2. 2. PACLITAXEL PHARMACOKINETICS AND METABOLISM 181 Table 1. Noncompartmental Analysis of Paclitaxel Pharmacokinetics Dose Infusion No. of No. of Cax AUC Apparent CIT Apparent tl/2 Urinary Excretion 2 mg/m2 (hours) Patients Cycles (pmol/L) (pM-h) (L/h/m ) (hours) (%) 135 3 4 12 3.3 - 0.4 10.9 ± 1.1 14.8 - 1.4 9.2 - 4.2 3.5 ± 1.4 175 3 3 8 5.9 - 0.9 18.5 3.0 11.4 - 1.8 6.5 - 3.4 2.1 0.5 225 3 15 15 7.6 + 1.9 24.3 - 6.8 11.6 + 3.10 7.4 - 2.0 - 135 24 4 9 0.3 + 0.1 12.4 - 2.2 13.9 ± 3.5 16.2 - 6.8 2.2 + 1.3 175 24 4 11 0.5 + 0.1 16.0 - 4.4 13.9 ± 4.2 14.6 ± 8.9 4.4 - 1.6 Total 30 55 scribe relationships between the pharmacokinetics of administration for preparation of individual standard curves and evaluation of possible interfering peaks in the high-performance paclitaxel and the dose-limiting neutropenia associated liquid chromatographs (HPLC). Blood samples for analysis of pacli- with its use. taxel in patients who received 24-hour infusions were obtained at the following times: before infusion, 1 hour, 22 hours, 23 hours, PATIENTS AND METHODS and 23 hours 55 minutes during infusion; and 5 minutes, 15 minutes, The pharmacokinetics of paclitaxel were studied in 55 cycles of 30 minutes, 1 hour, 2 hours, 3 hours, 6 hours, 12 hours, and 21 therapy administered to 30 patients (Table 1). Fifteen patients had hours postinfusion. For patients who received paclitaxel by 3-hour a diagnosis of relapsed or refractory ovarian cancer, and 15 patients infusion, blood samples were collected at the following times: before had a diagnosis of relapsed or refractory breast cancer. Both groups infusion; 1 hour, 2 hours, and 2 hours 55 minutes during infusion; of patients were of comparable age and performance status. The and 5 minutes, 15 minutes, 30 minutes, 1 hour, 2 hours, 3 hours, 6 median age of all patients was 54 years (range, 45 to 69), and the hours, 12 hours, and 21 hours postinfusion. Seven patients from the median Eastern Cooperative Oncology Group performance status breast cancer study group had additional samples obtained at 10 was 0 (range, 0 to 2). No patient had evidence of major alterations minutes and 1.5 hours during the infusion. All blood samples were of hepatic, renal, or cardiac function at the time of study. All patients drawn from a vein in the arm opposite to that used for paclitaxel with ovarian cancer had received at least one and a maximum of infusion. Samples were collected in tubes that contained potassium two prior chemotherapy regimens that contained cisplatin and/or edetic acid. Plasma was immediately separated by centrifugation at carboplatin. All breast cancer patients had received at least one 1,000 x g for 15 minutes at 4°C and stored in polypropylene vials and no more than two prior chemotherapy regimens that contained at -20 0 C until analysis. doxorubicin or an equivalent anthracycline. For patients with ovarian cancer, urine was collected from the start Ampules that contained 30 mg of paclitaxel formulated in Cremo- of the infusion through 21 hours postinfusion. Whenever possible, phor EL:ethanol (1:1 vol/vol) were provided by Bristol-Myers samples of the infusate were collected before and after passage Squibb (Wallingford, CT). For patient administration, paclitaxel was through the IVEX II filter so that actual drug delivery could be diluted in 5% dextrose solution to a final concentration 5 0.6 mg/ assessed. mL. The drug was infused via a Life Care Model 4 volumetric pump (Abbott Laboratories, N Chicago, IL) into a large peripheral HPLC Determination of Paclitaxel and or central vein. For women who had undergone mastectomy, pacli- 6a-Hydroxylpaclitaxel taxel was not infused in the arm on the mastectomy side. Because Paclitaxel (NSC 125973) and cephalomannine were provided by a small number of fibers (within acceptable limits of the United the Pharmaceutical Resources Branch of the National Cancer Insti- States Pharmacopeia particulate matter test for large-volume paren- tute, Bethesda, MD. Pure 6a-hydroxylpaclitaxel was a gift of James teral solutions) have been observed in paclitaxel solutions, in-line Harris of the Division of Clinical Pharmacology, Food and Drug filtration was mandated. All solutions were administered through 9 Administration, Rockville, MD. 0.22-pm pore-size cellulose acetate filters (IVEX II; Millipore, Mols- Paclitaxel in plasma and urine was measured by a previously heim, France). 0 described HPLC method o with modification as described later. For Premedication was uniform for all patients and consisted of the simultaneous quantitation of both paclitaxel and 6a-hydroxylpacli- following: (1) prednisone (25 mg orally) 12 hours before infusion, taxel, the HPLC methodology was further modified as described. (2) chlorphenamine (10 mg intramuscularly [IM]) 1 hour before A stock solution of paclitaxel 1.2 mmol/L was prepared in ethanol infusion, (3) hydrocortisone (250 mg IV) 30 minutes before the start and stored at -80'C. Standard curves for the quantitation of pacli- of the paclitaxel infusion, and (4) cimetidine (300 mg IV) 30 minutes taxel were prepared for each patient using that patient's pretreatment before the start of the paclitaxel infusion. plasma. Standard curves for paclitaxel initially spanned concentra- tions from 0.0625 to 4.0 gmol/L, but were subsequently expanded Pharmacokinetic Study Design to encompass concentrations between 0.005 and 14 pmol/L. A 500- Evaluation of paclitaxel pharmacokinetics was planned for the gL aliquot of standard or sample was mixed with 10 pL of 0.065- first three cycles of therapy for ovarian cancer patients and for only mmol/L cephalomannine internal standard and applied to a 100-mg the first cycle of therapy for breast cancer patients. Because patients Bond Elut LRC C18 cartridge (Varian, Harbor City, CA) that had in the ovarian cancer study were randomized by each participating been preconditioned with sequential washings of 2 mL of acetonitrile center, patients were evenly distributed among the four arms of that and 2 mL of distilled water. After the plasma sample had been applied, study (Table 1). the cartridges were washed with 3 mL of distilled water, and paclitaxel In each patient, sufficient plasma was obtained before paclitaxel and internal standard were then eluted from the cartridge with 2 Downloaded from jco.ascopubs.org by HENK-JAN GUCHELAAR on October 11, 2010 from 186.136.221.124 Copyright © 1995 American Society of Clinical Oncology. All rights reserved.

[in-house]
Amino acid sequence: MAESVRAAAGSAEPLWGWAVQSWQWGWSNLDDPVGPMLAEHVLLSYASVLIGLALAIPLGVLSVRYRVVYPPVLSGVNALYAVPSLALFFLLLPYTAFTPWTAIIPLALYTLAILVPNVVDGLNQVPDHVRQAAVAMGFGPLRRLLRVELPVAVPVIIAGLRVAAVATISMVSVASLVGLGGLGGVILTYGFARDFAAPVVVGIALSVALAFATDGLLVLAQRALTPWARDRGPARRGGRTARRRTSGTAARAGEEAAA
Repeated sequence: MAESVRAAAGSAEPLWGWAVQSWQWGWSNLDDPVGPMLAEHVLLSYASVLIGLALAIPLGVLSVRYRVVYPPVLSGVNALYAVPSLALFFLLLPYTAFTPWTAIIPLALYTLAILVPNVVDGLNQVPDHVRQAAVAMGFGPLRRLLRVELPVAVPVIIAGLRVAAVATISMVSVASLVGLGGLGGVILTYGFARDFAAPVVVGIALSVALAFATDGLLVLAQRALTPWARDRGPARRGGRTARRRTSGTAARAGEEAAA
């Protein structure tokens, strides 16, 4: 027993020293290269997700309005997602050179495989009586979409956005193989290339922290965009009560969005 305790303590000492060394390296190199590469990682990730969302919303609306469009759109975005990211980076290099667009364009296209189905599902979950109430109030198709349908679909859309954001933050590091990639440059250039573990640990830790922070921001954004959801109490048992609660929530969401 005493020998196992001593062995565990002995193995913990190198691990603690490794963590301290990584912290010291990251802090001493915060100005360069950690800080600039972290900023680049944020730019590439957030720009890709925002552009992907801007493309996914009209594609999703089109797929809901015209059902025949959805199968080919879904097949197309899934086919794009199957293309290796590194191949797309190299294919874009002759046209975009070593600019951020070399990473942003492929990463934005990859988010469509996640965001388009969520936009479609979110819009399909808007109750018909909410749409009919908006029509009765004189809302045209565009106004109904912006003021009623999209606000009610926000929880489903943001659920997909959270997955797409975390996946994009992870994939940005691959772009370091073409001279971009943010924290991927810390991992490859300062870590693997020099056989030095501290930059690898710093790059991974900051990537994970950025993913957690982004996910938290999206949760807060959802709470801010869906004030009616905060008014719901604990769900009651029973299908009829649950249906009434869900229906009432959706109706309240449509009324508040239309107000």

3. 3. 182 GIANNI ET AL mL of acetonitrile. The eluant was vacuum-dried on a Speed-Vac concentration versus time curve from time zero to infinity (AUC), concentrator (Savant Instruments, Inc, Farmingdale, NY). The dried and terminal half-life (t1 /2) were estimated using the LaGrange func- residues were reconstituted with 150 pL of acetonitrile:distilled water tion as implemented by the computer program LAGRAN." The (50:50 vol/vol), and 70 pL of the reconstituted solution was injected extrapolated areas accounted for 3.5% + 2.8% for 3-hour infusions into the HPLC system. The HPLC system used a Superspher CIs 4- and for 9.3% _ 8.1% of the total AUC for 24-hour infusions. The pm, 125- x 4-mm column (Hewlett-Packard, Palo Alto, CA) protected apparent clearance was calculated using the following formula: CITB with a Lichrosphere RP-18 5-,um, 4- x 4-mm guard column (Merck, = (Dose/AUC). Darmstadt, Germany). Samples were isocratically eluted with acetoni- For compartmental analysis, pharmacokinetic models were fit to trile:distilled water (50:50 vol/vol) at a rate of 1 mL/min, and column individual patient's concentration-versus-time data using the ID eluate was monitored at 230 nm with a Hewlett-Packard model 1050 module in the ADAPT II pharmacokinetic software package.' 2 Mod- diode array detector. The detector signal was processed with Hewlett- els were designed to fit paclitaxel and 6a-hydroxylpaclitaxel concen- Packard HPLC Chemstation software implemented on a personal com- tration-time data simultaneously. Data on both parent compound and puter running under Microsoft Windows 3.0 (Microsoft Corp, Red- metabolite were available from the 15 patients with breast cancer. mond, WA). Concentrations of paclitaxel were calculated by determin- In the 15 ovarian cancer patients, for whom data were available for ing the ratio of paclitaxel signal to the internal standard signal in that paclitaxel only, parameters concerned with metabolism of the parent sample and comparison of that ratio with a concomitantly performed compound to 6a-hydroxylpaclitaxel were held constant at the mean standard curve. The retention times for cephalomannine and paclitaxel values calculated from breast cancer patients. were 5.3 and 6.1 minutes, respectively. There were no materials in Initially, all data were fit by weighted least-squares regression. pretreatment plasma samples that interfered with the peaks of interest Because the total number of concentration-time observations per in the HPLC. Recovery of paclitaxel was 95% + 1.9% at 0.1 ymol/ individual was relatively small compared with the number of param- L, and recovery of cephalomannine was 90% + 3.7% at 1.3 Aimol/ eters estimated, refinement of the parameter estimates was sought L. Standard curves were fitted by a linear equation with proportional through an iterative two-stage approach." 3 The mean values and weighting. Paclitaxel standard curves were linear between 0.005 and variances for each parameter were calculated and entered as the prior 14 Mmol/L, with an RZ value greater than .99 in all instances. The information for subsequent Bayesian estimation. For individuals in intraassay coefficient of variation (CV%) was 10.6 at 0.0625 ysmol/ whom information was available from multiple courses, pharmacoki- L and 2.8 at 8 pmol/L (n = 6). The interassay CV% values were netic estimations from each course were weighted by the reciprocal 10.2 and 9.7 at 0.0625 and 8 pmol/L, respectively. of the total number of courses studied, so that all patients were For samples in which both paclitaxel and 6a-hydroxylpaclitaxel equally represented in the final calculations. This iterative two-stage were quantitated, the analytic procedure was identical to that de- approach was repeated, in each cycle updating the Bayesian priors, scribed, except that the mobile phase was adjusted to acetonitrile/ until the mean estimates of all parameters differed by less than distilled water (48:52 vol/vol). Separate standard curves for pacli- 10% from the previous mean estimate, which was our arbitrarily taxel and 6a-hydroxylpaclitaxel were prepared for each patient's predefined stopping point. pretreatment plasma level. Paclitaxel standard curves were generated The goodness of fit of constructed models was assessed by mini- as described earlier. Standard curves for 6ac-hydroxylpaclitaxel mization of the sums of squares, examination of the residuals for ranged between 0.005 and 4.0 uimol/L. Again, concentrations of lack of heteroscedasticity,' 4 and dose independence of the estimated paclitaxel and 6a-hydroxylpaclitaxel in samples were determined by parameters. As the complexity of the model increased, previous calculating the ratio of the paclitaxel or 6a-hydroxylpaclitaxel signal assignments of nonlinear processes and additional compartments to that of the internal standard and then comparing that ratio to the were reassessed as to their necessity. appropriate standard curve. The retention times of 6a-hydroxylpacli- Relationships were sought between a variety of paclitaxel pharma- taxel, cephalomannine, and paclitaxel were 4.8, 6.6, and 7.6 minutes, cokinetic parameters and the dose-limiting neutropenia associated respectively. Recovery of 6a-hydroxylpaclitaxel was 104% + 2.6% with paclitaxel administration. Pharmacokinetic parameters explored at 1.0 ftmol/L. The 6a-hydroxylpaclitaxel standard curve was linear included plasma peak concentration (C,,,x), AUC, mean residence between 0.0125 to 3.5 Mmol/L, with an intraassay CV% of 2.5 at 1 time, and durations spent above several arbitrarily selected plasma ymol/L. The interassay CV% values for 6a-hydroxylpaclitaxel were concentrations. Because plasma paclitaxel concentrations were mea- 14.8 and 11.5 at 0.025 and 2 ymol/L, respectively. Recovery and sured at intervals too widely spaced to allow precise definition of assay CV% values for cephalomannine and paclitaxel were essen- duration at or above given thresholds, the time spent at or above tially unchanged from those stated. various plasma paclitaxel concentrations was determined from con- A slightly modified procedure was used to determine the concen- centration-versus-time profiles generated for each patient by using tration of paclitaxel in urine and in the infusate. Briefly, samples that patient's unique pharmacokinetic parameter estimates and the were diluted 1:10 (vol:vol) with mobile phase. External standard SIM module in ADAPT II.12 These simulations were designed to curves that encompassed paclitaxel concentrations between 0.5 and report plasma paclitaxel concentrations in 30-minute increments 8.0 ymol/L for urine, and between 8.0 and 64.0 pmol/L for infusate from time 0 to 50 or 60 hours postinfusion. Neutropenia was evalu- measurement, were prepared in mobile phase without internal stan- ated in two ways. Within individual patients, myelosuppression was dard, and were consistently linear with an R2 value greater than .98. described as the continuous variable, percentage reduction in abso- Identical volumes (70 pL for urine and 10 yL for infusate) of samples lute neutrophil count (ANC). The pretherapy ANC (ANCpre) was and standards were injected directly into the HPLC system. determined on the day of therapy or on the day before therapy. Following treatment with paclitaxel, patient ANCs were obtained Pharmacokinetic and PharmacodynamicAnalysis on a weekly or twice-per-week basis. The nadir of patients who The pharmacokinetics of paclitaxel and 6a-hydroxylpaclitaxel were sampled twice per week was not different from the one that were evaluated by both noncompartmental and model-dependent would have been measured with a weekly complete blood cell sam- methods. For the noncompartmental analysis, total-body clearance pling. The lowest measured ANC value was used in the equation as (ClB), steady-state volume of distribution (Vdss), area under the the ANCadir,. Relative neutropenia was calculated as follows: ANC Downloaded from jco.ascopubs.org by HENK-JAN GUCHELAAR on October 11, 2010 from 186.136.221.124 Copyright © 1995 American Society of Clinical Oncology. All rights reserved.